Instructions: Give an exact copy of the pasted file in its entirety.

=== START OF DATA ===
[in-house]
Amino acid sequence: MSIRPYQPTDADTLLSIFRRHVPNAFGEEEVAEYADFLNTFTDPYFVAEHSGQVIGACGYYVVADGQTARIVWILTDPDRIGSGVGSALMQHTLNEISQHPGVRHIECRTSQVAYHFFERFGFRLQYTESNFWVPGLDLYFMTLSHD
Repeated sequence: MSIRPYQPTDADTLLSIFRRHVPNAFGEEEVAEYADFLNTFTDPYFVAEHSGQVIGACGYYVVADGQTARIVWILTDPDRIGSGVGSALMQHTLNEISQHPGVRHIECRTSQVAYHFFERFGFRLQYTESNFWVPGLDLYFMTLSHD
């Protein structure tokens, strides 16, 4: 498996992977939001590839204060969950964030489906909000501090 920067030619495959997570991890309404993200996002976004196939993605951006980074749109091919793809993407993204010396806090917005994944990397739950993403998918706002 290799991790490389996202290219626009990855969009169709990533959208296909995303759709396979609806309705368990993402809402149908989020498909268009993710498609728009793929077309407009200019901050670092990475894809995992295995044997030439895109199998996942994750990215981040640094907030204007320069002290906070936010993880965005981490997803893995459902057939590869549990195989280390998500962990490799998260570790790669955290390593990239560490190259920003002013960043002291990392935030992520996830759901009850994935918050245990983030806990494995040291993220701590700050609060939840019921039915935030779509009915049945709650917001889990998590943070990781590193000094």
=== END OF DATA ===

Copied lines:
[in-house]
Amino acid sequence: MSIRPYQPTDADTLLSIFRRHVPNAFGEEEVAEYADFLNTFTDPYFVAEHSGQVIGACGYYVVADGQTARIVWILTDPDRIGSGVGSALMQHTLNEISQHPGVRHIECRTSQVAYHFFERFGFRLQYTESNFWVPGLDLYFMTLSHD
Repeated sequence: MSIRPYQPTDADTLLSIFRRHVPNAFGEEEVAEYADFLNTFTDPYFVAEHSGQVIGACGYYVVADGQTARIVWILTDPDRIGSGVGSALMQHTLNEISQHPGVRHIECRTSQVAYHFFERFGFRLQYTESNFWVPGLDLYFMTLSHD
């Protein structure tokens, strides 16, 4: 498996992977939001590839204060969950964030489906909000501090 920067030619495959997570991890309404993200996002976004196939993605951006980074749109091919793809993407993204010396806090917005994944990397739950993403998918706002 290799991790490389996202290219626009990855969009169709990533959208296909995303759709396979609806309705368990993402809402149908989020498909268009993710498609728009793929077309407009200019901050670092990475894809995992295995044997030439895109199998996942994750990215981040640094907030204007320069002290906070936010993880965005981490997803893995459902057939590869549990195989280390998500962990490799998260570790790669955290390593990239560490190259920003002013960043002291990392935030992520996830759901009850994935918050245990983030806990494995040291993220701590700050609060939840019921039915935030779509009915049945709650917001889990998590943070990781590193000094």